Friday, May 27, 2011

Express Freight Carrier Deutsche Post DHL Criticised For Employment Practices

Company's Social Responsibility Report Called 'A Fairy Tale' by Unions
Shipping News Feature

GERMANY – WORLDWIDE – There were demonstrations at express freight group DHL’s AGM in Frankfurt this week by unions against what they describe as ‘the disregard of fundamental labour rights’ by the Deutsche Post DHL group. The company stands accused of extreme employment practices in several of the countries in which it operates, charges strenuously denied in a statement to the Handy Shipping Guide.

Demonstrations centred around the recently published 2010 Corporate Social Responsibility Report 2010 (currently headlining the group website) which outlines the responsibility of the company to its employees, a report described by Ingo Marowsky, organising globally co-ordinator for the International Transport Workers' Federation (ITF) as ‘a Grimm’s fairy tale’ when addressing the board during shareholders questions.

Outside the meeting demonstrators acted out scenarios of staff being subjected to lie detector tests after accusations that DHL management employ the devices in Panama and Costa Rica and has allegedly promised improvement. Now however the ITF and the UNI Global Union in Central America say the practice has been extended to Colombia and South Africa.

The unions accuse DHL of placing employees in a culture of fear and unwarranted suspicion with suspect staff dismissed out of hand. Edwin Velasquez Ayala of Colombia says he was the victim of such a lie detector test carried out by former military officers following which he was dismissed with no reason given, “The test carried out by DHL split my life in half. It destroyed my self esteem completely,” he said.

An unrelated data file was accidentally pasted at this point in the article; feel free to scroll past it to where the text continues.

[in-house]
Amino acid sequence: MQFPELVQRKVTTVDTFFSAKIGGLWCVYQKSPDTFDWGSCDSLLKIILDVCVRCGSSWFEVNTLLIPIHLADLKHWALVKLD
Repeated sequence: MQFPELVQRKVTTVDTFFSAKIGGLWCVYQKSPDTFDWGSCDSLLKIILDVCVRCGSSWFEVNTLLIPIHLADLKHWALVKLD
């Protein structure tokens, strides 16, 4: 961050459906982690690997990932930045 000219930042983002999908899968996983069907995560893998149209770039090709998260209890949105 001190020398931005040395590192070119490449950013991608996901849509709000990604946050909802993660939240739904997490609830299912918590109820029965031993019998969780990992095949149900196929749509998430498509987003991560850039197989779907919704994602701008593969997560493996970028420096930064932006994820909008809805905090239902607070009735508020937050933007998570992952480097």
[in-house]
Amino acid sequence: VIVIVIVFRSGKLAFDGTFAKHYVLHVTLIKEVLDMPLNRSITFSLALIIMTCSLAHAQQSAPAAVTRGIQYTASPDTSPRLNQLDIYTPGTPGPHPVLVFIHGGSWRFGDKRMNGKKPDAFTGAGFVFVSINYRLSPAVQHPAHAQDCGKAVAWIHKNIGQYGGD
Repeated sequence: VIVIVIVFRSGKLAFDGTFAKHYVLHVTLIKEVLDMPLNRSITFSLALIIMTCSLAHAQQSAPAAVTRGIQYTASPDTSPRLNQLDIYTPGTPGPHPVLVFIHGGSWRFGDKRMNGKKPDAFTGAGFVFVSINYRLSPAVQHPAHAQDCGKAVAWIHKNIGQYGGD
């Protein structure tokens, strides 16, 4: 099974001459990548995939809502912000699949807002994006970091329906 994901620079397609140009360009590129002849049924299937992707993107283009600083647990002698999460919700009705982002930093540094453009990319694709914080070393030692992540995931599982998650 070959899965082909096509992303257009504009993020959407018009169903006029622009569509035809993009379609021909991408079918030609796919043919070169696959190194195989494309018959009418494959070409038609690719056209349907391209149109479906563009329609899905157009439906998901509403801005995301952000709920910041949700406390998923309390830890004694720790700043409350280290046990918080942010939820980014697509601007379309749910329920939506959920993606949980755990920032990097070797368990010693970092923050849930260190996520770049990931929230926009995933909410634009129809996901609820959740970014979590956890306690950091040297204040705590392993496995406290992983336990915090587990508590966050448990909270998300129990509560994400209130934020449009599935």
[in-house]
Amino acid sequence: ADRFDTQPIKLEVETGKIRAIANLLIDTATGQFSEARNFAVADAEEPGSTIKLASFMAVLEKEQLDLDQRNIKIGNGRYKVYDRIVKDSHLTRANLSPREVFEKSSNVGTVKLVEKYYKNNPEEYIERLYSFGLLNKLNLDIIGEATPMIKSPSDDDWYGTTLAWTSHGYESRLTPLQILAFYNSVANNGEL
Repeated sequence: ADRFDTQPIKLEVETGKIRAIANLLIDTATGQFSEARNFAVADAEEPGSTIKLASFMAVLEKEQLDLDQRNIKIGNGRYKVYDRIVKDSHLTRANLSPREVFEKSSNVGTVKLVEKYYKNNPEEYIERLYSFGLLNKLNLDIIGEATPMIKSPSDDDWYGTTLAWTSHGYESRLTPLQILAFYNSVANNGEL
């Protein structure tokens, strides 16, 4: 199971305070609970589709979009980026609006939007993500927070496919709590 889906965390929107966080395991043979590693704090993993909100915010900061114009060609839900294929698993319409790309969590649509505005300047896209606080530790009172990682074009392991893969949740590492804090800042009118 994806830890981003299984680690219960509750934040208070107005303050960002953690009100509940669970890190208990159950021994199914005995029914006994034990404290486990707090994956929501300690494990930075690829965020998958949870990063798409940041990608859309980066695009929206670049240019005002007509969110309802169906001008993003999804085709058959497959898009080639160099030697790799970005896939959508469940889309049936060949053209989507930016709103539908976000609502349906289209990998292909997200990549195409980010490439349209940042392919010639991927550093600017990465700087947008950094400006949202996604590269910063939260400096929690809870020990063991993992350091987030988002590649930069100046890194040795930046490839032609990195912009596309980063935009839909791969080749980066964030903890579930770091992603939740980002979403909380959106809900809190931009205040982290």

The company were also accused of sacking workers in Guatemala simply for meeting union officials in a region where employment is a precious commodity and the two union groups are demanding DHL sign an international framework agreement, which would guarantee all of their 400,000+ employees worldwide a minimum level of workers' rights. UNI and the ITF tell us they are also considering accusations regarding DHL’s employment practices in New Zealand, Malawi, India and Panama and are researching the details of any alleged incidents.

In response Deutsche Post DHL tell us it sees no reason for implementing an international framework agreement. In a statement the group says:

“Deutsche Post DHL is guided by the Universal Declaration of Human Rights, the conventions issued by the International Labour Organization (ILO), and the United Nations Global Compact to which Deutsche Post DHL has been a signatory since 2006.

“Also in 2006, Deutsche Post DHL implemented a Code of Conduct, which acknowledges our support for the UN Global Compact, and through which we commit to operating based on the principles of integrity, responsibility, ethical acceptability and legality. The Code applies to every employee in our Group and its subsidiaries around the world. We expect and require from our managers that they actively support our Code of Conduct.

“In our current Communication On Progress (COP) we confirm that: ‘We respect the Declaration on Fundamental Principles and Rights at Work of the International Labour Organization (ILO) in accordance with national laws and customs’.

“We do not tolerate violations against these principles. If we get knowledge of a violation we investigate every single case. In an organization with more than 470.000 employees you can not generally eliminate individual erratic behaviour and we are in a constructive dialogue with UNI and ITF on a global level, which will continue.”

This is not the first time there has been outspoken criticism of the German freight and transport group, in February we published what we thought was a good news item regarding the investment DHL were making in the Cincinnati/Northern Kentucky airport and were flooded with comments regarding the company’s employment practices, many of which were unprintable. You can see that article HERE.

Photo: Protestors at the DHL AGM demonstrate their allegations of lie detector tests.